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Is Crescent Point Energy Corp.’s Monster Dividend Yield Truly Sustainable?

The recent plunge in oil prices has created considerable concern among investors as to whether the monster dividend yields paid by a number of Canadian oil companies are truly sustainable. One company that continues to garner attention in this respect is Crescent Point Energy Corp. (TSX: CPG)(NYSE: CPG).

With a dividend yield of 7% it pays the third largest yield in the S&P TSX 60 Index behind Penn West Petroleum Ltd. (TSX: PWT) (NYSE: PWE) and Canadian Oil Sands Ltd. (TSX:COS). But with this dividend payment at five times Crescent Point’s net income, there are growing concerns that softer crude prices will threaten its sustainability.

The key ratio for measuring dividend sustainability is the dividend payout ratio, which measures the proportion of a company’s net income paid out as a dividend. Typically, if this is over 100% then the dividend is deemed to be unsustainable.

But there are other methods that more accurately measure dividend sustainability.

A more precise means of measuring sustainability is to use funds flow from operations in place of net income. This is because oil exploration and production is a capital-intensive industry where cash flow is king. Furthermore, the calculation of net income includes a number of non-cash line items, distorting the true amount of funds available to meet liabilities. When using this method, Crescent Point’s average dividend payout ratio for the last two years falls to a very sustainable 52%. Even after allowing for the deduction of production sustaining capital expenditures, there is sufficient funds flow to meet other key financial obligations.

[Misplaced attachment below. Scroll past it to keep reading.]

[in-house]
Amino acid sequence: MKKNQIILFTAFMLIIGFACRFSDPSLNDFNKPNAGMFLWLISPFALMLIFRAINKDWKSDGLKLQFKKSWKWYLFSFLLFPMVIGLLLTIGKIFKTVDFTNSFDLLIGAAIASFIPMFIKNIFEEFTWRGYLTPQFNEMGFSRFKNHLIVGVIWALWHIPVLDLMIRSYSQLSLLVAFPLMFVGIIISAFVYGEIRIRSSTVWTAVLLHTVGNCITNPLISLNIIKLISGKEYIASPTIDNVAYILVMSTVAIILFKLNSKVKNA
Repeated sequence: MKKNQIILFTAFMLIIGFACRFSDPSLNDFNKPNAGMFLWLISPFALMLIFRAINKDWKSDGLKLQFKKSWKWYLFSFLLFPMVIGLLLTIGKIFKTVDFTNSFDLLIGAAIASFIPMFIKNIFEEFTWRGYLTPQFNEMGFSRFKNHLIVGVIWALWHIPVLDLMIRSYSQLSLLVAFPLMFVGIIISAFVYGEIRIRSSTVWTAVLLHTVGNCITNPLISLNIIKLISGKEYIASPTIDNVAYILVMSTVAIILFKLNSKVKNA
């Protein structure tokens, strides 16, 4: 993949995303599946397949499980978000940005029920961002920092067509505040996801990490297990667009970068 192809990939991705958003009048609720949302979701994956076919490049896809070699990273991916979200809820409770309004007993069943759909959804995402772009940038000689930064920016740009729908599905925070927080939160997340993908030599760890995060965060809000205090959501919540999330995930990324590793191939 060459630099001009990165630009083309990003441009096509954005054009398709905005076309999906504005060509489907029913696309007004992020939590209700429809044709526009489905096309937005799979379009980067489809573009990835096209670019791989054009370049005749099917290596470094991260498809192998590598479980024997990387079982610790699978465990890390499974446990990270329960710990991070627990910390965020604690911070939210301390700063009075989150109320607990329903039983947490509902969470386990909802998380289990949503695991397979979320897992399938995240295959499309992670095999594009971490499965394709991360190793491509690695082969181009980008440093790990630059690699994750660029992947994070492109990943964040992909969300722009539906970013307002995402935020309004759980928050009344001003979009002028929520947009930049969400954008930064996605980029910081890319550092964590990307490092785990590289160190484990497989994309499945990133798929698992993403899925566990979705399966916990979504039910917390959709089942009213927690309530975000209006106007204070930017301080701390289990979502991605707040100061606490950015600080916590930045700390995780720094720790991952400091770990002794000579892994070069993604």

Strong balance sheet, solid operating margins

Crescent Point continues to maintain a solid balance sheet with $30 million cash on hand at the end of the second quarter and a low degree of leverage, with net debt of  1.2 times funds flow from operations. It also remains in compliance with its debt covenants and has a syndicated unsecured credit facility with an accordion feature, which allows it to increase the facility by up to $500 million.

This leaves Crescent Point well positioned to weather any sustained weakness in oil prices and able to increase debt as and, when required, to fund any shortfall in funds flow.

One of Crescent Point’s strengths is the quality of its oil assets, which allows it to generate a solid operating margin, or netback per barrel of crude sold. Its netback is among the best in the patch at $54.75 per barrel for the second quarter of 2014. This is significantly higher than both Penn West Petroleum Ltd.’s $39.37 per barrel and Canadian Oil Sands Ltd.’s $46.62 per barrel for that period.

This netback highlights there is sufficient juice to absorb low oil prices without impacting Crescent Point’s funds flow from operations or the dividend. The company is also well positioned to continue to grow production with oil reserves of 640 million barrels of crude, around 40% of which are developed.

Are shareholders being diluted?

One of the key accusations leveled at Crescent Point is that it’s a serial issuer of shares, diluting value for existing investors, particularly those who take their dividends as cash. By the end of the second quarter, Crescent Point’s shares outstanding has only grown by 3% compared to the previous quarter and 6% against the equivalent period in 2013.

I don’t believe this is a significant increase in the company’s float and the dilutive impact of such small increases would be negligible. This is clearly the case with the majority of those shares issued used to fund capital acquisitions, boosting Crescent Point’s underlying value and funds flow from operations.

Shares issued in lieu of dividends each quarter represent less than 1% of the total float, which, with only 30% of total dividends payable issued as shares, significantly minimizes the dilutive effect. For these reasons, it is difficult to see any validity in the claims that Crescent Point’s dividend is under threat or that investors are being significantly diluted because of shares issued in place of dividends.

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This article represents the opinion of the writer, who may disagree with the “official” recommendation position of a Motley Fool premium service or advisor. We’re Motley! Questioning an investing thesis — even one of our own — helps us all think critically about investing and make decisions that help us become smarter, happier, and richer, so we sometimes publish articles that may not be in line with recommendations, rankings or other content.

Fool contributor Matt Smith has no position in any stocks mentioned.

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